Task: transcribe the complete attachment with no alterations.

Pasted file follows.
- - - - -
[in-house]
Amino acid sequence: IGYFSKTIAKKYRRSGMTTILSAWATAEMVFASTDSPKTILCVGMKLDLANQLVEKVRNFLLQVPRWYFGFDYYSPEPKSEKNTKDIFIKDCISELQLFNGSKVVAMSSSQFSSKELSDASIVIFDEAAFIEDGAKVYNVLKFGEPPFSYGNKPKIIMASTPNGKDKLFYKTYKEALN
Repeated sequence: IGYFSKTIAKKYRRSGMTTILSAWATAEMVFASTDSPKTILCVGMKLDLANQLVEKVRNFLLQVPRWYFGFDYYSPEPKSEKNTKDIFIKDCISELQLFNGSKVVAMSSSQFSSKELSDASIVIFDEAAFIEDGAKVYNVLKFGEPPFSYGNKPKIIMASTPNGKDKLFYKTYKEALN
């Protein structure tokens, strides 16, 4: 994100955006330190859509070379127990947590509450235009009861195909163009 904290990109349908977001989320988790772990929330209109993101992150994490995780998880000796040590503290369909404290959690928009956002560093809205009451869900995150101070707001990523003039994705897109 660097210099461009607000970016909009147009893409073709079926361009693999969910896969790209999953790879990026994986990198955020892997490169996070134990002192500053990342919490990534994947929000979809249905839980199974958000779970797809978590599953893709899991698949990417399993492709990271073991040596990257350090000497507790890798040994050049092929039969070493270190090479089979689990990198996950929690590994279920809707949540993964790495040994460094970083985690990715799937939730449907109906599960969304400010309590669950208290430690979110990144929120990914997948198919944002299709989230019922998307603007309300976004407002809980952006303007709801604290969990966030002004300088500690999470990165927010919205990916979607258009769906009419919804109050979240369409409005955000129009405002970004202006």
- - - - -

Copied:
[in-house]
Amino acid sequence: IGYFSKTIAKKYRRSGMTTILSAWATAEMVFASTDSPKTILCVGMKLDLANQLVEKVRNFLLQVPRWYFGFDYYSPEPKSEKNTKDIFIKDCISELQLFNGSKVVAMSSSQFSSKELSDASIVIFDEAAFIEDGAKVYNVLKFGEPPFSYGNKPKIIMASTPNGKDKLFYKTYKEALN
Repeated sequence: IGYFSKTIAKKYRRSGMTTILSAWATAEMVFASTDSPKTILCVGMKLDLANQLVEKVRNFLLQVPRWYFGFDYYSPEPKSEKNTKDIFIKDCISELQLFNGSKVVAMSSSQFSSKELSDASIVIFDEAAFIEDGAKVYNVLKFGEPPFSYGNKPKIIMASTPNGKDKLFYKTYKEALN
């Protein structure tokens, strides 16, 4: 994100955006330190859509070379127990947590509450235009009861195909163009 904290990109349908977001989320988790772990929330209109993101992150994490995780998880000796040590503290369909404290959690928009956002560093809205009451869900995150101070707001990523003039994705897109 660097210099461009607000970016909009147009893409073709079926361009693999969910896969790209999953790879990026994986990198955020892997490169996070134990002192500053990342919490990534994947929000979809249905839980199974958000779970797809978590599953893709899991698949990417399993492709990271073991040596990257350090000497507790890798040994050049092929039969070493270190090479089979689990990198996950929690590994279920809707949540993964790495040994460094970083985690990715799937939730449907109906599960969304400010309590669950208290430690979110990144929120990914997948198919944002299709989230019922998307603007309300976004407002809980952006303007709801604290969990966030002004300088500690999470990165927010919205990916979607258009769906009419919804109050979240369409409005955000129009405002970004202006």